I asked him if he thought this war would just “fade away” in time. He said he didn’t know, but that he and Mom would be there for me anyway.
As I wrote in a recent diary on Daily Kos and in multiple comments for the past few weeks, I am very opposed to President Obama’s decision to escalate the Afghanistan War, which I think is a big mistake. I will not rehash all of the reasons behind my opposition here, but I think it is clear that my perspective of war has been shaped to some degree by my Father’s influence.
Last week, Obama attempted to rationalize his war policy for the American public in part by dismissing the similarities between escalating the conflicts in Vietnam and Afghanistan. While there are certainly significant differences between the two wars, it occurred to me that there is a very important parallel that has nothing to do with the conflicts themselves, but about we the people.
My Dad, like so many anti-war protesters in 1969, was a conscientious objector, and he has since raised three sons who strongly object to our country’s war policy. He took a stand against the Vietnam War because, simply put, he was tired of it — of the cost, the human toll, the burden of a long, drawn-out, international conflict, and the fact that our elected officials told conscientious objectors like my Father to grin and bear it all, because our nation’s survival supposedly depended on winning the war. I, like many others here on Daily Kos, have long since taken a stand against the Afghanistan War, because I too am tired of it, for the same reasons that my Father grew weary of Vietnam.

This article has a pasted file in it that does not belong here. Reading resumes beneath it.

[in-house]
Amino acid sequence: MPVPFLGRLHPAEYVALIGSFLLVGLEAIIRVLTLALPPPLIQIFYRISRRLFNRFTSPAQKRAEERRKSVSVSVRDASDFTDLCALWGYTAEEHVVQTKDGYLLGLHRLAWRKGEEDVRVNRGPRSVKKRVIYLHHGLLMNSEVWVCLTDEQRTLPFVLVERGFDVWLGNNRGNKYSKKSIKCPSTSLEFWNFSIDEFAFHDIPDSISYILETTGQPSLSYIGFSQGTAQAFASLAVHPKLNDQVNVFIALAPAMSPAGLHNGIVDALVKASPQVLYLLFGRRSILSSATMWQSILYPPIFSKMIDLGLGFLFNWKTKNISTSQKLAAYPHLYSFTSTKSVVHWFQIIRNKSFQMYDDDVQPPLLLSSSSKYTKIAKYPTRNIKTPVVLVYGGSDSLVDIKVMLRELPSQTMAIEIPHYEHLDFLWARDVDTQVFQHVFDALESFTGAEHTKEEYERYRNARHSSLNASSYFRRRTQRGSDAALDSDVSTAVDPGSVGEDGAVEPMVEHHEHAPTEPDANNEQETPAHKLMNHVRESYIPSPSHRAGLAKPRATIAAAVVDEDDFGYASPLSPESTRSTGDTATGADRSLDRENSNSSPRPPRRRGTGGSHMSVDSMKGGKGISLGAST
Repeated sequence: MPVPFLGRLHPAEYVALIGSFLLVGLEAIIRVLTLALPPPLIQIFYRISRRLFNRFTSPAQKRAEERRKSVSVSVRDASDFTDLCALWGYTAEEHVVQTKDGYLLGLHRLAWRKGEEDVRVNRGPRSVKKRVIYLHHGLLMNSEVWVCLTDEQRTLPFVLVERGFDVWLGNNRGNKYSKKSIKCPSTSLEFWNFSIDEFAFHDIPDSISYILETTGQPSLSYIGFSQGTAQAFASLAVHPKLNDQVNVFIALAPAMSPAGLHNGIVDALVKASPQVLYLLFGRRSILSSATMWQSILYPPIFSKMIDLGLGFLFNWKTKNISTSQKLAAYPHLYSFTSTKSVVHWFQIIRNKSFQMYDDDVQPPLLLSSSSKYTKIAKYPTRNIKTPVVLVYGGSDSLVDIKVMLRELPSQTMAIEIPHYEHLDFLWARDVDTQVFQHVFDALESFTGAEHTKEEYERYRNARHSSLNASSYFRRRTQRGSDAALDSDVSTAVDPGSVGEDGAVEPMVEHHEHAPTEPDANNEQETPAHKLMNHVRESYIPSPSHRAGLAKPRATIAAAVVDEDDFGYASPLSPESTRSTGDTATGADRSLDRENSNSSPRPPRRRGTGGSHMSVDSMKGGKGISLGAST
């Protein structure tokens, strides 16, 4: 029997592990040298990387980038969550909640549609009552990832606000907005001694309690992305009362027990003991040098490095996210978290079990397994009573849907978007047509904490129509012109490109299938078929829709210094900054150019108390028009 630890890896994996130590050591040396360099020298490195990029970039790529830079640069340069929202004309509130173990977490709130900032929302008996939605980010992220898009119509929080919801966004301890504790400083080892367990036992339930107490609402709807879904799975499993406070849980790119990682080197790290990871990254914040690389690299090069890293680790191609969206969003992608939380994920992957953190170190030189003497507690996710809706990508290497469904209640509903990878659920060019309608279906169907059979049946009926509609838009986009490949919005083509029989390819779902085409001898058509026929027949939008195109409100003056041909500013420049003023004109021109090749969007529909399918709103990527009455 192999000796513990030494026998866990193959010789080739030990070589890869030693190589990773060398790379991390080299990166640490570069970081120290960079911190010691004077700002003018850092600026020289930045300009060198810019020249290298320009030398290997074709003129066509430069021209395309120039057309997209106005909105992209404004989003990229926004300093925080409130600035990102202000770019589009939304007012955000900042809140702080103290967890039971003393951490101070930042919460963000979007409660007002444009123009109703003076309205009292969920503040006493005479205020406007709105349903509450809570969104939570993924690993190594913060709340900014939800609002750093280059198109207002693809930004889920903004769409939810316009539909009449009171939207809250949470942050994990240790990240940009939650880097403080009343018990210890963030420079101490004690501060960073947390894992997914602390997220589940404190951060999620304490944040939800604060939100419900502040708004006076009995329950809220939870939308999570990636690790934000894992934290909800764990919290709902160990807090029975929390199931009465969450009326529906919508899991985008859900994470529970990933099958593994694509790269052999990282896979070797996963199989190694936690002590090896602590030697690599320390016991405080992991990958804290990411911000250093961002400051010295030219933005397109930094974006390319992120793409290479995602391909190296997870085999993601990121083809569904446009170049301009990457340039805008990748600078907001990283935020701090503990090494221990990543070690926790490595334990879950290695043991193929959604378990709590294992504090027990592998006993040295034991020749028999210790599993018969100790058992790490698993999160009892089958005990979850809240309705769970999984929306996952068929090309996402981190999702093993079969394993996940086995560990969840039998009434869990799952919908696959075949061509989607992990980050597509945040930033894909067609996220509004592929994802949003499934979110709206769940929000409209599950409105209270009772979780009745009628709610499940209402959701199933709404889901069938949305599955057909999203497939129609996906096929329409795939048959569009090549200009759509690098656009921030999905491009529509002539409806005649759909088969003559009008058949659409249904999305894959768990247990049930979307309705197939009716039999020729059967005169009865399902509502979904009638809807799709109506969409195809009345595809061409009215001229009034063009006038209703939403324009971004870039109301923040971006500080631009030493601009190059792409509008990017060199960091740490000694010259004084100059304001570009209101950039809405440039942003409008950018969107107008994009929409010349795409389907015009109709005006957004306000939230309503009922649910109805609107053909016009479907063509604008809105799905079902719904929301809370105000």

For me, the key similarity between Vietnam and Afghanistan isn’t about military strategy, or tactics, who we’re fighting, or how many troops we send in to fight them. It’s about us. It’s about my Dad and me. It’s about the fact that like my Dad years ago, I have woken up every day for years just sadly acknowledging that we’re a country at war. It’s about the fact that I’ve been told for years that objecting to the war means I’m unpatriotic, I’m denigrating the troops, and I don’t care about national security. I’m tired of it, and I’m terrified that I will live for many more years before this all “fades away.”
In thinking about the various debates and arguments I’ve had with multiple supporters of Obama’s current Afghanistan policy, I’ve been wondering how our familial experiences play a major role in shaping our attitudes to political issues. Whereas I come from some fairly adamant anti-war stock, I suspect that many supporters of Obama’s decision to escalate the Afghanistan conflict come a different set of circumstances than those of my own. I’ve also been thinking that perhaps if we fully understood the nature and history by which we have come to take the political positions we do, and took the time to discuss our personal backgrounds about our families, friends, experiences, and how they’ve helped to shape our contrasting worldviews, then there would probably be much more reasonable, civil debate about these topics.
So, I’m up for a civil debate. How about you?
Cross-posted at Daily Kos